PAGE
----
Pete and Rita. [Rolleiflex 3.5F, Fujifilm Acros 100]

[START OF AUDIO] Beep. June 27th, 9:40 PM Mountain Time. I’m in– [drops recorder] God damn it. How’s that? Better? Good– Jordan, Montana. Showered and about to sleep even though you can still see light outside the window. Updating the book. A fair amount to cover, if I’m inclined to cover it. What’s going on? I’m trying to find the fucking page. Hold please. [silence] 268.2 miles today. Reset the odometer, the trip odometer.

Today equals… 268.2 miles, which means that’s seven- Can I even do arithmetic right now? Total since Pasadena is– Five and two is seven. Three and eight is 11, carry the one. Sorry, I don’t have this written down. I’m just looking at it all over the place. Oh, God. Hold on. I just can’t even– It’s on two different pages. It’s a giant pain in the ass. I can’t even remember the individual numbers right now. 1,973 point 2, is that right? No. See? It’s 1,973 point FIVE, and I’m adding to that 268.2. Much easier if you can just look at it on the same page. Oh, my God. Wow, 2,241.7 miles. This is riveting audio…

Okay, so cutting to the chase. Today was my best riding day. Best day, period. Maybe the best day. Don’t know. Got up early at the rally because it was so loud – forklifts, motorcycles, dumpsters being opened, closed, filled, moved. The sun was cooking my tent, so I was up and about, and recovering and stumbling into the morning, and got out onto the road fairly early. Just got a couple of snacks and some gas, and hit the road.

I think… I haven’t checked. I think, but I don’t know for sure. It doesn’t matter, but I think I may have selected the Adventure Mode on the Garmin GPS, which may explain why I was only on I-15 south for like 10 minutes.

The rest of my day was spent riding through Montana on very– The road alternated between straight and hilly, and gradual snaky S-curves all day long. I was, for the most part, alone. At times, completely alone. This is with 360 degrees view to the horizon, just alone. It was like an over-the-top motorcycle commercial. The one thing I had to contend with was the wind. The wind has been fairly em-effing considerable for the past four days.

I made what is probably an obvious discovery which is, if I actually lean forward aggressively, tuck my head below the windscreen and relax, not only is it easier to deal with the wind, you just cut through it. I’m talking about 20-40 mile an hour lateral gusts of wind. Once I got into the groove, I was cutting through that shit like an unemployed, middle aged butter knife. Again, alone in the middle of– I don’t even know what to call it, prairie and rolling hills? We don’t have words for this sort of terrain in Brooklyn. It’s beautiful.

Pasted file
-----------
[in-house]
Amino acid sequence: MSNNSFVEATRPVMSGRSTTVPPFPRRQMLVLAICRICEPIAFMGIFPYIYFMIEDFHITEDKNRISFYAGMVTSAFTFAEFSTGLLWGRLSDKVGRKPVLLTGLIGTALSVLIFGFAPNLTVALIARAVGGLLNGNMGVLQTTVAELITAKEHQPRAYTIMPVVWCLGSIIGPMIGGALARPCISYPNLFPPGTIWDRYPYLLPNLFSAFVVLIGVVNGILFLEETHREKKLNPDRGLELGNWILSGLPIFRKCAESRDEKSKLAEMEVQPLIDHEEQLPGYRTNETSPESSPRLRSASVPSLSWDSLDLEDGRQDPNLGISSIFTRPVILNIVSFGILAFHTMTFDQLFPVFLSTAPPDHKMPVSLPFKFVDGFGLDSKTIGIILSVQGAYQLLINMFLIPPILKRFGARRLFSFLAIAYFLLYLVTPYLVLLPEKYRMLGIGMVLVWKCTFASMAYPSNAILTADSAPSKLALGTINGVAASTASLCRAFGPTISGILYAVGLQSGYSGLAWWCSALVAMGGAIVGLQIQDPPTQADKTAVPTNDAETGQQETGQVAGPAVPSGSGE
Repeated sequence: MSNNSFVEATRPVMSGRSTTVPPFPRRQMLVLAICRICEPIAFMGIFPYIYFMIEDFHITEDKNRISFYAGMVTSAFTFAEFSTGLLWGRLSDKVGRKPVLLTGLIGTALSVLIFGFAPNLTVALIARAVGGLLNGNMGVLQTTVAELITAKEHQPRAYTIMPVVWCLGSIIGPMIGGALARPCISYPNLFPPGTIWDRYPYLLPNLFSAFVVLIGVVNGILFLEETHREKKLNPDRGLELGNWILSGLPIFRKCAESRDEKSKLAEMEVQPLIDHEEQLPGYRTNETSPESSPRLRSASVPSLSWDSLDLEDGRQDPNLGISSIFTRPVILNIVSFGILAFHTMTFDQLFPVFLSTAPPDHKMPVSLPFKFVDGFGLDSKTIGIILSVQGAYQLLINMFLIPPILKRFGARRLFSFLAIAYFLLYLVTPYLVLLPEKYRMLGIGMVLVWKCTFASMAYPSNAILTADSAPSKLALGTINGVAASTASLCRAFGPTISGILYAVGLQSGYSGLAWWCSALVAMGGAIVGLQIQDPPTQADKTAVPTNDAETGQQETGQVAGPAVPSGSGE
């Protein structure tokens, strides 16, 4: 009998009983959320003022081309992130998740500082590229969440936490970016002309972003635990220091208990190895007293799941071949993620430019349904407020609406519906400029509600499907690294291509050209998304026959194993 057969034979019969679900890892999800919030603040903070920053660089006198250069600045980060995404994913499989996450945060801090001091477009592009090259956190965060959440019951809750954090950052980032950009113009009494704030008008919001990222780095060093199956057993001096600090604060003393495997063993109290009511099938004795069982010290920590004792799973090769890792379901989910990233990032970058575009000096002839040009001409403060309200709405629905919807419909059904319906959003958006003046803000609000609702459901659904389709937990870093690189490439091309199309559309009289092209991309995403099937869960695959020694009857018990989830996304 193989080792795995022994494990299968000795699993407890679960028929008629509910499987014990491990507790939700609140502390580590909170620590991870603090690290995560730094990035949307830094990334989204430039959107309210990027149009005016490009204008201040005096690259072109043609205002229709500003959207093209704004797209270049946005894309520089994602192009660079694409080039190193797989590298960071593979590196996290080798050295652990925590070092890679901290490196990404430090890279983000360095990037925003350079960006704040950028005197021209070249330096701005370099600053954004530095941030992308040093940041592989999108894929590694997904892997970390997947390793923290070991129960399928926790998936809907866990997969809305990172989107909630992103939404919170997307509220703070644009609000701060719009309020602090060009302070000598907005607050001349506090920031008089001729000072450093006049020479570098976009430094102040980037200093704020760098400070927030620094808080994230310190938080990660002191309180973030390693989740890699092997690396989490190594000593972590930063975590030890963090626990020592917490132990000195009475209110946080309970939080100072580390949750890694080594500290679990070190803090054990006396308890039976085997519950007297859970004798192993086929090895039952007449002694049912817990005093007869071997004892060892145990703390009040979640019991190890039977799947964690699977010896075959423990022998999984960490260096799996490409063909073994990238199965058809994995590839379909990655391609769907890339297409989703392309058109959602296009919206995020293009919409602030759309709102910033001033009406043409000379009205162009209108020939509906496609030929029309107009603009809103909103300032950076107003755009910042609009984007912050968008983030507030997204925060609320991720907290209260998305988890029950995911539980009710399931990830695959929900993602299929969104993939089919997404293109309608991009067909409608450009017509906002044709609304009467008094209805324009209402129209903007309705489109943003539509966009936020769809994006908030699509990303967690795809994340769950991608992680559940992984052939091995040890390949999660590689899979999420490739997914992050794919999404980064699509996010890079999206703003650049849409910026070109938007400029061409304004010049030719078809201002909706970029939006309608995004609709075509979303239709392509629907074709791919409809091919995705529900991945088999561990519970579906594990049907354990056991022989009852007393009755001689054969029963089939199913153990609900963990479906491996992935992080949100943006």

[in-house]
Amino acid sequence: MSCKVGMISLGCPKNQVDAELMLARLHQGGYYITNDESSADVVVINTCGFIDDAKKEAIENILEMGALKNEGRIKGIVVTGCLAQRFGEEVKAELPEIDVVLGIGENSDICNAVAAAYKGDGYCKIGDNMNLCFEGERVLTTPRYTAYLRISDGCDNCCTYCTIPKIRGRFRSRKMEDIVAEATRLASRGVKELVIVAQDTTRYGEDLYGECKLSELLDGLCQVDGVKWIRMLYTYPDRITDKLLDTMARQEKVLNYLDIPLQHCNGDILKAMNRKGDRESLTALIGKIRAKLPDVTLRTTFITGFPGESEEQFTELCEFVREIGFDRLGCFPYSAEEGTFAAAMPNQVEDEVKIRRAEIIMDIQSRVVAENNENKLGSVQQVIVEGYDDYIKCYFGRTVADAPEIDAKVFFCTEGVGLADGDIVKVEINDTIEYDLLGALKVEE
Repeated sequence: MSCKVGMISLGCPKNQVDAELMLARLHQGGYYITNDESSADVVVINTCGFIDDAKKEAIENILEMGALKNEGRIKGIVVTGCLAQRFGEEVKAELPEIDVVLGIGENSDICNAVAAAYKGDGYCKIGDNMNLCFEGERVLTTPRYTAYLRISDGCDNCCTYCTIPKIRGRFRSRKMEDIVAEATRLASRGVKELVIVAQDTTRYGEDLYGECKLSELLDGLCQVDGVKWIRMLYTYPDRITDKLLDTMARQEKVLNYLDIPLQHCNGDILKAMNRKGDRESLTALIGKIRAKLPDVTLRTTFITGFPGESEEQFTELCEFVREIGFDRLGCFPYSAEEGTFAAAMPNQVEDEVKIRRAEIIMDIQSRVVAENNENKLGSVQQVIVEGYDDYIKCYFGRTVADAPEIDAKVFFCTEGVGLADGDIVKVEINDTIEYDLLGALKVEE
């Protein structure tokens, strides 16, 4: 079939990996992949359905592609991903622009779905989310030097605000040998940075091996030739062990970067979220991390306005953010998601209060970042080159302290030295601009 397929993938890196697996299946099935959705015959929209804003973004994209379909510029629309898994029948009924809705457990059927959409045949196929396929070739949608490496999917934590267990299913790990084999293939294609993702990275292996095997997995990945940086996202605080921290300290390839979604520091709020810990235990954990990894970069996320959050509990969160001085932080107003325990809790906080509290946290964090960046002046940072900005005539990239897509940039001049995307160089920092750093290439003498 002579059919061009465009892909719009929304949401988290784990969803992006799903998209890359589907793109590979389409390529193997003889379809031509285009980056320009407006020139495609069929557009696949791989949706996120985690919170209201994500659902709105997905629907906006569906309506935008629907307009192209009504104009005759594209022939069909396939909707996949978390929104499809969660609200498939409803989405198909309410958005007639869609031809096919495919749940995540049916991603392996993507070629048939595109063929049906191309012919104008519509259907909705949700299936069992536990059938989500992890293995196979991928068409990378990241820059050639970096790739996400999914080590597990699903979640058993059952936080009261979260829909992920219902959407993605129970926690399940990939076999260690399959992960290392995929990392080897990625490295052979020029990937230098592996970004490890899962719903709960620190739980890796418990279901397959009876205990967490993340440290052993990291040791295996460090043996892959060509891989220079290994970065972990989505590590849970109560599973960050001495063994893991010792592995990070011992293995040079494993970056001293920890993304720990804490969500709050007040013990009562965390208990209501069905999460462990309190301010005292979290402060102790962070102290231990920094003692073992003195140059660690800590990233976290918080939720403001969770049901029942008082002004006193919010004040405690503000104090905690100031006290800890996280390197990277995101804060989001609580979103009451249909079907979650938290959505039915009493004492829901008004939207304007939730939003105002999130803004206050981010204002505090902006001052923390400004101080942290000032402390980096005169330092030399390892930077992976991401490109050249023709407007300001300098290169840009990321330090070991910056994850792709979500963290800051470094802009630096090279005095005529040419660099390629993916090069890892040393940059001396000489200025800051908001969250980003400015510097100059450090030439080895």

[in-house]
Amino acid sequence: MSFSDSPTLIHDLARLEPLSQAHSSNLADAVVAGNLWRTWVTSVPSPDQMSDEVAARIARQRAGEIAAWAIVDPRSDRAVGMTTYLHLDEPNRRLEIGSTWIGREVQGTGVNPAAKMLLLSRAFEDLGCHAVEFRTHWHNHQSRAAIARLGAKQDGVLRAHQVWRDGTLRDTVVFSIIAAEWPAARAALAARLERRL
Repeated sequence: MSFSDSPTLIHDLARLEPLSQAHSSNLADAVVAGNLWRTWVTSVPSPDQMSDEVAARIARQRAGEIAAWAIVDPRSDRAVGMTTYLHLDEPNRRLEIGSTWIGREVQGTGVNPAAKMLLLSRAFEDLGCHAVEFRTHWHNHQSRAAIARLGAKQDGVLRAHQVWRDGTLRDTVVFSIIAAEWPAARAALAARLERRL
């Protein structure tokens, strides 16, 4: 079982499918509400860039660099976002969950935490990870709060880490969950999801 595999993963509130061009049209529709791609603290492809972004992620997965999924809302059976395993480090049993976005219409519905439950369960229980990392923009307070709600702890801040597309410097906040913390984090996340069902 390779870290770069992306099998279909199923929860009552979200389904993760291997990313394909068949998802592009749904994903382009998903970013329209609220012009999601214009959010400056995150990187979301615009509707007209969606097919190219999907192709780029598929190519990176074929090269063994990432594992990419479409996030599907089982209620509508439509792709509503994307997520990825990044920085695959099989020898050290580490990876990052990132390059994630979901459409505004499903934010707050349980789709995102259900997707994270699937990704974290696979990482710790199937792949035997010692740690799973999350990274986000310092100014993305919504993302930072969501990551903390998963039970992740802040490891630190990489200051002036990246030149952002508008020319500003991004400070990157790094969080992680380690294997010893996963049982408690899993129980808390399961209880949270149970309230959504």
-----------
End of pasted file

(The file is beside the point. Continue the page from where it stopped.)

At one point– just a couple of details. At one point, there was a– I think it was a jackknifed trailer up ahead in the road. I didn’t get up to it because the sheriffs in some town had the road blocked off. Myself and maybe four vehicles were diverted off the road onto neighboring farmland. I was riding in formation with four SUVs over farmland – rolling grass and dirt with parallel tire tracks through it, which was pretty wild.

At some point while– I think it was on route– I don’t even know if it’s called “route”. Montana 200 is the road. I passed the sign for a lake – a six-mile detour, and I took it. It was probably the highlight of the day. Gravel road – a very slow six miles. Made it to the lake and rolled down a gravel track to the sand. Found a stone to shove under the side stand and parked the bike next to ancient driftwood. Shot a roll of film on the Rolleiflex. Took some pictures with the Leica. Ripped off my clothes, put on my bathing suit, and jumped in the water.

Managed to get the bike out of the sand, and back up the track, and left. On that six-mile detour through gravel, I saw wild antelope which was pretty amazing. Oh – earlier, when I pulled off to consider taking the gravel road to the lake, a big SUV– that’s not true. I think it was a big old Ford pickup. It was. It was a red old Ford pickup– rolled up next to me, and the guy poked his head out of the window. He’s probably 60. He poked his head out the window and asks, “Did you try it?” I said, “I’m thinking of trying it.” He says, “Road’s pretty good this time of year. I don’t think you have anything to worry about.”